Traveling the World as Gay Digital Nomads – KION546


Francesca Street, CNN

Ignacio Nieto Carvajal and Miguel Piñas Rodríguez met by chance at a gay bar in Madrid, shortly after Nieto Carvajal moved to the Spanish capital for work.

Nieto Carvajal almost didn’t go out that night, but he says he’s very glad he did.

“With Miguel, it was love at first sight, I knew it from the first time I saw him”, says Nieto Carvajal. CNN Travel today.

“At first it was like that crazy thing with butterflies and everything.”

A few months later, Nieto Carvajal and Piñas Rodríguez were living together. Less than five years later, they were married.

A year after their wedding, the couple decided to get up and travel the world together, working remotely along the way.

Piñas Rodríguez quit his 9-5 corporate job and started working for himself in the web design / SEO field. Nieto Carvajal was in his second year leading his own development company.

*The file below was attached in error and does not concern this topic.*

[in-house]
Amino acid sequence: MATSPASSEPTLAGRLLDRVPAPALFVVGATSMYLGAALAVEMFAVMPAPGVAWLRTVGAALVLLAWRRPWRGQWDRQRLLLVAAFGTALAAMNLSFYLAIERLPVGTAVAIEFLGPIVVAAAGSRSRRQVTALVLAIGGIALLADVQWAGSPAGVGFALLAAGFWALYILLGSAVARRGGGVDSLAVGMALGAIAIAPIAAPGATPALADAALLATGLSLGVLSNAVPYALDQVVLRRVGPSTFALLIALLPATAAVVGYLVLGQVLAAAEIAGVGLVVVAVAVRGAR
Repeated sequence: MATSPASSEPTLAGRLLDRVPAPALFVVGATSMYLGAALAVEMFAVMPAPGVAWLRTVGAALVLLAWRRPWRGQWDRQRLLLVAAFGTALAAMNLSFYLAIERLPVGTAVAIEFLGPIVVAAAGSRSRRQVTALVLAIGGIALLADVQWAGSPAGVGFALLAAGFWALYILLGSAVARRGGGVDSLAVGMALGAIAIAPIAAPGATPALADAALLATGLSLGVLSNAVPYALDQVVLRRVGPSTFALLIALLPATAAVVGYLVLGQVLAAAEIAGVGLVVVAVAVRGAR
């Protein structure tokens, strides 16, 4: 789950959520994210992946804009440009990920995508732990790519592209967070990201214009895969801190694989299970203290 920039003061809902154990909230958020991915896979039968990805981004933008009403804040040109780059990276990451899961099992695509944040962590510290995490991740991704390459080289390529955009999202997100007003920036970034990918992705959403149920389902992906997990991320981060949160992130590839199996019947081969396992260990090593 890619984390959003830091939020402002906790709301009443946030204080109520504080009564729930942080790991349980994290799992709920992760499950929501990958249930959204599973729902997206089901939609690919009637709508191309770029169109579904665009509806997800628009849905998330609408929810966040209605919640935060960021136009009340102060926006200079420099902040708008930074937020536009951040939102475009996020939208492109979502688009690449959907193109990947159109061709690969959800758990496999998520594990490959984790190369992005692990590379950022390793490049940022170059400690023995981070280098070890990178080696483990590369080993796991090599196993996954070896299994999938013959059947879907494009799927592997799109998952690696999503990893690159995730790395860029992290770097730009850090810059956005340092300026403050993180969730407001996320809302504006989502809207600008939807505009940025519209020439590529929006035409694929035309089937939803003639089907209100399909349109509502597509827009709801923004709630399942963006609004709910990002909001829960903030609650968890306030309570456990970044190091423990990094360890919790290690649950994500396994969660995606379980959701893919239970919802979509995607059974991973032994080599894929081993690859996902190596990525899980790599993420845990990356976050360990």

The two sold all of their furniture and most of their belongings in Spain and have become digital nomads in their own right. Now in their forties, they say they’ve never looked back.

Travel the world

The couple’s first stop was Riga, the capital of Latvia.

“We had been there before and loved the city; it was affordable, small and comfortable, ”explains Nieto Carvajal. On previous visits, they had also made connections in a co-working space called TechHub, which made it easy to set up.

Soon after, the couple traveled to Berlin, and soon they became addicted to the fun of exploring a new place, and what Nieto Carvajal calls the “freedom” of not being tied down.

“You’re exploring new cultures and new people, and it’s so exciting,” he says.